An insured’s response following an incident often greatly impacts the litigation should a claim or lawsuit arise. Claims professionals and defense attorneys rely on the insured to take proper precautions post-incident and conduct an investigation, complete accident reports, take photographs and gather statements that can be used to defend a claim. Yet, gathering this crucial information and preserving evidence such as surveillance footage or other materials may be unknown territory for the insured, especially if it is their first exposure to litigation. Oftentimes, the insured will delay reporting the incident, and the longer the delay in putting the insurance carrier on notice, the more difficult the defense could ultimately be.
Meanwhile, a claimant could have already contacted an attorney and started setting up a claim. The claimant’s attorney could conduct their own investigation and gather preliminary evidence, providing an advantage over the insured and laying the foundation for time-consuming and costly litigation.
First Line of Defense
Because claims professionals are at the forefront of claims, and have the knowledge and experience to thoroughly handle claims, it is important that they assist with initial investigation and preservation efforts. If the claims professional is the only one communicating with the claimant’s attorney, it is imperative that he or she promptly reports any and all requests to the insured and follows-up to ensure preservation efforts are taken. If surveillance footage is requested, claims professionals should promptly request the footage along with any applications needed to view it. Following a motor vehicle accident, claims professionals should ensure that any vehicles, or parts thereof, are stored and preserved for later inspections. Whether an insured is unsophisticated when faced with the possibility of a claim, or is failing to take proper precautions, it is crucial that claims professionals understand the importance of their initial involvement with the claim in order to help minimize exposure.
Ensuring that a claimant’s attorney receives responses to initial requests for information and preservation of evidence will not only send the message that the claim is being taken seriously and properly handled, it will also ensure that spoliation is not an issue down the road. Failing to preserve evidence that is specifically requested after an incident could lead to serious monetary sanctions, unfavorable presumptions against the insured, or even adverse inference instructions being given to the jury in a case that would have otherwise had strong defenses.
Once a claim goes to suit and defense counsel is retained, most insurance carriers have objectives to efficiently resolve the claim. With litigation costs on the rise, carriers are mindful of fees that go along with defending suits and will look to their defense counsel to prepare a litigation budget in order to manage expectations. The quickest way to derail a budget or send an otherwise straightforward case spiraling toward costly headaches is when discovery violations arise due to the spoliation of evidence, particularly in circumstances where the headaches could have been avoided. This is why best practices dictate that all potentially relevant items be preserved and placed under a litigation hold, even when an insured did not receive a formal preservation request or necessarily have a duty to preserve specific potential evidence.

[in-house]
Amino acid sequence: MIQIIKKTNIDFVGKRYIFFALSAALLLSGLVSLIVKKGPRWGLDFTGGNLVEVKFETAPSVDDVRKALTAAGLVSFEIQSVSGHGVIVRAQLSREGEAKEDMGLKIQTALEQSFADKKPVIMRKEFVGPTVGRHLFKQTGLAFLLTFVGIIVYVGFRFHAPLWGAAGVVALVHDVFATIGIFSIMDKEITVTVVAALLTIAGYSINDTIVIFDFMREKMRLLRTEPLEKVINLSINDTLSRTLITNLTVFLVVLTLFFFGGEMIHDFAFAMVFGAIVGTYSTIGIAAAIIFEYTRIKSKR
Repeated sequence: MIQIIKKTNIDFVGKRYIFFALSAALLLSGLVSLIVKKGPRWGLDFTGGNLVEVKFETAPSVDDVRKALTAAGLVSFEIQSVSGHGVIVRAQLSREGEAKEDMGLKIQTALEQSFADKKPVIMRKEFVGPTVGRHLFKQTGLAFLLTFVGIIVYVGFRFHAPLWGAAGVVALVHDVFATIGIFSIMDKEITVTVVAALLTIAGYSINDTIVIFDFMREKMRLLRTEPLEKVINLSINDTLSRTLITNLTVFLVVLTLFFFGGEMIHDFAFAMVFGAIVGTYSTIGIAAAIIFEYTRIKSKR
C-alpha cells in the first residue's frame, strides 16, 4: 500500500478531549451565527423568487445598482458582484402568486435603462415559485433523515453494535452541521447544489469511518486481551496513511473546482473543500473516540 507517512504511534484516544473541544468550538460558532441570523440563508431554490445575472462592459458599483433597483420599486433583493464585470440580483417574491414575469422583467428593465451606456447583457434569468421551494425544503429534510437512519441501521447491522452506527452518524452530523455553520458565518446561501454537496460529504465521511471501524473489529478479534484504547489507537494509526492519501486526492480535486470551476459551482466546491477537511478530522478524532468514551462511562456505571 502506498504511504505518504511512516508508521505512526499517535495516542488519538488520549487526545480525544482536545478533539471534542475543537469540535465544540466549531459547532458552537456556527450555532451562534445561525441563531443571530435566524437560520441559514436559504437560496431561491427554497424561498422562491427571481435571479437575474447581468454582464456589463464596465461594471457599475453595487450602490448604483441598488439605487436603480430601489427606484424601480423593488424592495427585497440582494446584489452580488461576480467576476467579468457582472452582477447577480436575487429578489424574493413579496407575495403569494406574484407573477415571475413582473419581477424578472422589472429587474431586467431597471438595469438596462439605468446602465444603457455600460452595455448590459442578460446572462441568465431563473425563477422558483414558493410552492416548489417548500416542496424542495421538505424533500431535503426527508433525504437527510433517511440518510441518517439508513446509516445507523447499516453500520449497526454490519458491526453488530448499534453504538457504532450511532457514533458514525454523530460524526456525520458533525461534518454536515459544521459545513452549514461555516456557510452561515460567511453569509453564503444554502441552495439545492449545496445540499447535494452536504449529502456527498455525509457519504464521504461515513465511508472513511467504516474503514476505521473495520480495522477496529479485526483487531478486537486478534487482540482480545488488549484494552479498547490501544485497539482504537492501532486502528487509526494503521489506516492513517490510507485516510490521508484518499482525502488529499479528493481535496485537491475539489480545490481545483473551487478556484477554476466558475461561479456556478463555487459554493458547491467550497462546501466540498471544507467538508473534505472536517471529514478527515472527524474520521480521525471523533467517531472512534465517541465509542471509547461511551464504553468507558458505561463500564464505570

Items that should be placed under a litigation hold may include any post-incident investigative materials along with print, electronic and digital materials created in the normal course of business directly relating to the underlying claim, accident, product or vehicle at issue. These items may be located on company servers, external drives or on devices such as company-issued cameras, cell phones or tablets. It is important that claims professionals consult with local counsel in the jurisdiction where the claim is pending with regard to preservation duties and requirements to ensure their understanding of any obligations. Local counsel can also connect carriers and insureds to electronic discovery providers to assist with the extraction of electronic information when appropriate. Many jurisdictions require that the duty to preserve is triggered when a claim is reasonably foreseeable, although that analysis can vary across jurisdictions, or even among courts, within the same jurisdiction. It is recommended that both the insured and carrier err on the side of caution in gathering and preserving potentially relevant information.
Pave the Way Toward Success
If every claims professional and defense attorney were issued a crystal ball, handling claims and preparing to defend against lawsuits would be much easier and less costly. Unfortunately, both must rely on prompt and thorough claims handling, which starts immediately upon notice of an incident. It is the claims professionals who have the understanding and know-how to help pave the way toward a successful defense by guiding an insured through the crucial post-incident phase of a claim. Their knowledge will also help parties avoid unnecessary and costly issues surrounding the preservation and disclosure of relevant evidence which could significantly impact the ability to successfully defend an otherwise defensible claim.
Amanda J. Podlucky is an attorney in the Orlando office of Marshall Dennehey Warner Coleman & Goggin, a civil defense litigation law firm. A member of the Casualty Department, she defends clients in matters involving personal injury, negligent security and related general liability claims. Podlucky may be reached at (407) 420-4396 or firstname.lastname@example.org.
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